Ever since I collected baseball cards and old coins as a kid, I've been a saver. Today, stacks of journals and periodicals clutter my desk. In fact, every available flat surface in my den holds some memorabilia: trophies, figurines, bookends. The walls are covered with photos, artwork and plaques. This museum of memories surrounds me with emotional warmth and security and fuels my creativity.
Before Wendy and I got married, she knew how I decorated my home. And she must have known that the organized clutter that comprised my bachelor pad wouldn't be jettisoned once we were married.
Wendy's idea of a perfect home is one that is utilitarian, easily cleaned and tidy. I do appreciate her penchant for keeping order; our home is always company ready. But we clash over the definition of "neat and tidy."
Every time she enters my trinket-filled hideaway with dust mitt in hand, it's the low point of her week—and mine. (I've offered to vacuum and dust, but Wendy insists I'm not thorough enough.) The final straw came when I couldn't find an important document on my desk after she had cleaned. "I don't want my messes messed with," I yelled. "I'd rather live with dust I cannot see than paper I cannot find."
She laughed, but I didn't find it amusing. I couldn't believe how often we came to verbal blows over my stuff.
I grew up on the mission field, where my parents celebrated the twin virtues of simplicity and order. Because we didn't have money for nonessentials (and little space for what we did need), we made the most out of very little room. What couldn't fit on a bookshelf or in a cupboard was tossed out or given away.
When I met Greg I was attracted to his creativity. He viewed people and things from a refreshingly different perspective. I should have known that his insistence on turning life on its side meant there would be other things he wouldn't store in their appropriate places. What I hadn't bargained for was all the baggage you claim when you marry a creative soul. The treasures he brings home from thrift stores and garage sales are enough to drive me mad.
In addition to not wanting "stuff" on every horizontal surface, I have a real problem with second-hand items. As a kid I had to dip into the missionary barrel for recycled clothes and toys more often than I'd like to recall. So when Greg comes home with other peoples' rejects I want to scream.
It all came to a head when Greg admitted that on Wednesday mornings (garbage day) he was stopping on the way home from taking our girls to school to rummage through our neighbors' trash. I didn't want any more junk. And I was mortified that a neighbor might notice Greg sorting through their garbage.
What Greg and Wendy Did
The Asimakoupouloses still don't always see eye-to-eye on the appropriate use of domestic space. But since they are committed to submitting to each other, they have agreed to define "orderliness" more loosely.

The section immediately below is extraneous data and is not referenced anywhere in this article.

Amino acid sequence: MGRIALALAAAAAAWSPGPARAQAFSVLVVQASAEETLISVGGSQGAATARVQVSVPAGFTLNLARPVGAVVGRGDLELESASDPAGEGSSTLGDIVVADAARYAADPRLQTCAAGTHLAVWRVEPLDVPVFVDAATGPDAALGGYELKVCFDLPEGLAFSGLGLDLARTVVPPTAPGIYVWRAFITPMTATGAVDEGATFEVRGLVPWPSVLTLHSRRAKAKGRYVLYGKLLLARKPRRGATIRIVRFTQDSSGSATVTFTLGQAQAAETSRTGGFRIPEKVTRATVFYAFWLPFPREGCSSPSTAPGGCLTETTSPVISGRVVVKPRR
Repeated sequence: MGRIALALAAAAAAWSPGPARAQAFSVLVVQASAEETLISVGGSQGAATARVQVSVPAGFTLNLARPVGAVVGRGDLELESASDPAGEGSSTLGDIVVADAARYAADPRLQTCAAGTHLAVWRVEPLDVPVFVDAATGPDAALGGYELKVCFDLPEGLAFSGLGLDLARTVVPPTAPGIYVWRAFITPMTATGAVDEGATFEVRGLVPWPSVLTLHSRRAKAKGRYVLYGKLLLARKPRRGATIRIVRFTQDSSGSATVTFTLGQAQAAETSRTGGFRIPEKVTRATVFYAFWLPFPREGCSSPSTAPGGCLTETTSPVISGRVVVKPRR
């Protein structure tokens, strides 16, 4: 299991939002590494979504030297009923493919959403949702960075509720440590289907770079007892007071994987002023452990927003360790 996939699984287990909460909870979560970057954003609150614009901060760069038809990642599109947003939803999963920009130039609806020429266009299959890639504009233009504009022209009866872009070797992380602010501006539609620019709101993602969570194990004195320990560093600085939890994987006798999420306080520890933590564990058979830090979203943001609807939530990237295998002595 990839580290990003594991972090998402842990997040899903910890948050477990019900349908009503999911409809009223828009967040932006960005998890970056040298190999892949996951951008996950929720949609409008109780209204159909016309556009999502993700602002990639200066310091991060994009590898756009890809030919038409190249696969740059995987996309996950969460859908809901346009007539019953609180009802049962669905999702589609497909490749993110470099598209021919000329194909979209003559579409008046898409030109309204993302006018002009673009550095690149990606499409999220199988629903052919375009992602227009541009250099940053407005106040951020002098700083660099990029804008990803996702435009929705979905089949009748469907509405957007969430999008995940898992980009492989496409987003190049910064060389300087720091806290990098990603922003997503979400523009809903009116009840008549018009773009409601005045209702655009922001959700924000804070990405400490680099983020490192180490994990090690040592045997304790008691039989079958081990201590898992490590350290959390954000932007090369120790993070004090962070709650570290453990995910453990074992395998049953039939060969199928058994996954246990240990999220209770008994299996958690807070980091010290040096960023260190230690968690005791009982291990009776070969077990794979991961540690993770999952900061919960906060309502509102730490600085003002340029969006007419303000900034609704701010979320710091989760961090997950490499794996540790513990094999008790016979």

Wendy gives Greg the freedom to arrange his den the way he wants. She recognizes that he needs to be surrounded by symbols of his eclectic world. But she still shakes her head when she attempts to dust all his stuff.
Recently, Greg's propensity to save things came in handy. Their middle daughter had a school assignment that related to old postage stamps. As Greg pulled out file upon file of old correspondence, Wendy helped trim the stamps from the yellowed envelopes. Wendy also enjoys the custom greeting cards Greg creates from materials accumulated in his writing room.
The Asimakoupouloses also worked out an agreement regarding garage sales. Greg loves finding stuff, but he also enjoys the atmosphere associated with the sales. So Wendy suggested he feed his habit in reverse by selling stuff at their own garage sales. In anticipation of holding his own sale, Greg weeded out "nonessentials" from his trove of recycled treasures.
Another way they have minimized their clutter conflict is by decorating for holidays. Greg and Wendy put up decorations on Valentine's Day, Presidents Day, St. Patrick's Day, Easter, the Fourth of July, Columbus Day, Halloween and Thanksgiving as well as Christmas. They even use special events like birthdays, anniversaries, the Super Bowl and the World Series as occasions for creating a thematic display on the fireplace mantel. Greg is in heaven when he can invade Wendy's spartan space with what they agree is acceptable clutter.
Aside from holiday decorations, Greg honors Wendy's need for open space. When company is expected, he moves boxes of stuff from his den to the basement to create more room. Plus, there's less new stuff. Greg doesn't frequent the Salvation Army or Goodwill stores as often as he used to. And on weekends, he's more apt to go for a walk with Wendy than drive to a yard sale.
by Greg and Wendy Asimakoupoulos
1999 by the author or Christianity Today/Marriage Partnership magazine. Click here for reprint information on Marriage Partnership.